Later this evening, like millions of other people, I will be watching the 86th Academy Awards. Now to be honest, I’m pretty hit and miss on the Oscars because I don’t watch them every year. But this year, I want to see who wins Best Supporting Actress and I’m rooting for newcomer, Lupita Nyong’o.
Actress Lupita Nyong’o, nominated for an Oscar for her role in the movie, 12 Years A Slave.
Frankly, whether she wins the Oscar or not, this young woman has already won big – not only in the many theaters where people have watching her amazing performance in 12 Years A Slave, but also on the screen of life. At only 30 years old, Lupita Nyong’o has captivated the world with her talent, her beauty and, maybe most importantly -
There’s something special about a person who is at the top of her game and yet, focused on the wisdom she can bring to the many young Black women for whom she will be a critically important role model.
Like my almost 10-year-old niece, Maddie.
See like Lupita, Maddie is beautiful, talented and dark-skinned. She will be 10 years old this week and sadly, has already experienced the sting of racism because of the color of her skin. Despite the fact that we, as her family, continue to reinforce how special she is, it’s hard to explain away the hurt when other little girls say things like -
We’re going to make a club and not let any brown girls in.
Recently I’ve been wondering who could be a good role model for Maddie on self-esteem, now that she’s getting close to those critical teenage years. And then Lupita Nyong’o appeared – not only as an incredible actress but as a young Black woman who had to learn to embrace being beautiful and brown.
Here’s Lupita’s touching and candid story of how she struggled to embrace the beauty of having night-shaded skin, as she calls it:
You can bet I’ll be sharing this video with Maddie. And sending many thanks to Lupita Nyong’o for taking time to explain, in language even a 10-year-old can understand, that whatever color you are is the best color to be.
In my life, I’ve been blessed on my father’s side of the family to have lots of cousins. The funny thing is that we don’t distinguish between first cousins and anything beyond that.
In fact, it wasn’t until I was an adult that I heard about the different kinds of cousins. You know – first, second, first removed and all of that. I actually find it pretty confusing because in my family, a cousin is a cousin and it’s that simple. But if you’ve ever wondered about the degrees of cousins in a family, here’s how that works:
You and your first cousin share the same set of grandparents.
You and your second cousin share the same great-grandparents – not grand-parents.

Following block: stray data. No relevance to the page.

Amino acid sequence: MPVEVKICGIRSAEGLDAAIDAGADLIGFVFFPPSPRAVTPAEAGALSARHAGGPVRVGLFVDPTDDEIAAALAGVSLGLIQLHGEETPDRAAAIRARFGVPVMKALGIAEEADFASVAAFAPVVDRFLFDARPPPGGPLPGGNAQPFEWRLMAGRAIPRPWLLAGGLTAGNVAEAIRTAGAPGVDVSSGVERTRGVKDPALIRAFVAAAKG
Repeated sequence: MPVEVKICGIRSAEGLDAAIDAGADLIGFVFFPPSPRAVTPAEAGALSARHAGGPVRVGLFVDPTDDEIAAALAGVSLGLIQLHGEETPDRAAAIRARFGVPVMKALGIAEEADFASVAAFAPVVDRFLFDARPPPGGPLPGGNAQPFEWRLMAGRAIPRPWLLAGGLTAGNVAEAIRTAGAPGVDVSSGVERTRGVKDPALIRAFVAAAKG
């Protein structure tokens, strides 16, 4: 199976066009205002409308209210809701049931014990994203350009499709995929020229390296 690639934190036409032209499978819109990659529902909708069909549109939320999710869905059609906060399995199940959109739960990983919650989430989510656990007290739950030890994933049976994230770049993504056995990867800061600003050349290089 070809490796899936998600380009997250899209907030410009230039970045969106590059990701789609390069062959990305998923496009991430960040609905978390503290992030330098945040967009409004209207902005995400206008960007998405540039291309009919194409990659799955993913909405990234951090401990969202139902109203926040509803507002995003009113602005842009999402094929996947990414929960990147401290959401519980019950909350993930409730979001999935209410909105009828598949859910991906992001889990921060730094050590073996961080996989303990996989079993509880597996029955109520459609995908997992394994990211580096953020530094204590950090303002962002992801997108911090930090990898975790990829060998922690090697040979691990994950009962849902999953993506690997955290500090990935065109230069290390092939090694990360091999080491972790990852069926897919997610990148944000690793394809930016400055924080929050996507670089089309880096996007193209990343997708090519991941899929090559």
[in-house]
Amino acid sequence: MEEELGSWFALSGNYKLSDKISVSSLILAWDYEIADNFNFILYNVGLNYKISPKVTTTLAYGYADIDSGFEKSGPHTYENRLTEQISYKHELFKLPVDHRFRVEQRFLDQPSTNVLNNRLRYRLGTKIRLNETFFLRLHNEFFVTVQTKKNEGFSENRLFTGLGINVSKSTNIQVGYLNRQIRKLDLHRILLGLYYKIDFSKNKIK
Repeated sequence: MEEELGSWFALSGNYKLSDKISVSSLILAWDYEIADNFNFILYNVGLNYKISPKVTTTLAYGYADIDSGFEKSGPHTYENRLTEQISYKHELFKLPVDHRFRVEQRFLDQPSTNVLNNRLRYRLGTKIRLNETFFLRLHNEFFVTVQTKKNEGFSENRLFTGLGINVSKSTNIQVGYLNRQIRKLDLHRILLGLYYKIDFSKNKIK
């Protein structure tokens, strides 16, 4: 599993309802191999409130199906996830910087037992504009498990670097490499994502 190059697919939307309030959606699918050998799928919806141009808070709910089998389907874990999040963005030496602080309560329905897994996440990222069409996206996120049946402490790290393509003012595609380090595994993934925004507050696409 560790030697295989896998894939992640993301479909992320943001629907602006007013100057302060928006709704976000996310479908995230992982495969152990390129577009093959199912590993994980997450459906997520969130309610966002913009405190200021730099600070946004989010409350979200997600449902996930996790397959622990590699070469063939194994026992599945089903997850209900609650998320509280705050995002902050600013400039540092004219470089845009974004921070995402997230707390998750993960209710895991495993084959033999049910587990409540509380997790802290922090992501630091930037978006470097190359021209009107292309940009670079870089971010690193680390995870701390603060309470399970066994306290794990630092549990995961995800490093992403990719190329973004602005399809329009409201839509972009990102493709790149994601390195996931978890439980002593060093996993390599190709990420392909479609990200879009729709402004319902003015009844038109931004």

You and your third cousin share the same …
Did I mention that we have Royal heritage? Not the crown-wearing kind but Royal, as in the now-vintage typewriter that’s been used by three generations of our family already.
Our Royal was built in 1929, as I discovered when I looked up the serial number recently. My grandmother Hazel was the first in our family to learn how to type on the glass-covered black and gold keys.
The next generation who learned how to type was my mom. She took the Royal to college with her and later got a job as a teletype operator because of her excellent typing skills.
My sister and I were the 3rd generation of fingers in our family to learn the magic of the Royal keyboard. …
The first time I ever heard about Barack Obama was when he was introduced as the keynote speaker at the 2004 Democratic National Convention. I was watching the coverage because my home state governor, Jennifer Granholm from Michigan, was scheduled to speak.
I confess, I was half-paying attention and doing other things at home while I waited for the Governor to come on. And then I heard Barack Obama start speaking. I don’t remember his exact words, but whatever Mr. Obama said literally reached out from the television, grabbed my attention and never let go.
By the end of his speech I was standing up cheering -
In my living room.
I knew from that day forward that Mr. Obama would be president. In fact, I started saying …
During my early years, I was blessed with three grandfathers – my mother’s father, my dad’s father and his stepfather. Uril Hollis was my step-grandfather and the grandpa I got to see most when we’d spend the weekend with he and my grandmother in Hamtramck, Michigan.
I didn’t know much about Grandpa Hollis except that his full name was Franklin Uril Hollis, he was born in Mississippi and he didn’t have any children. I knew he was smart – an engineer of sorts at the Music Hall in Detroit. And I knew he had two things he loved to do - hunt and “tinker” (as Gram called it) in his basement workshop.
My grandmother was Grandpa Hollis’s third wife and best friends with his deceased second wife, …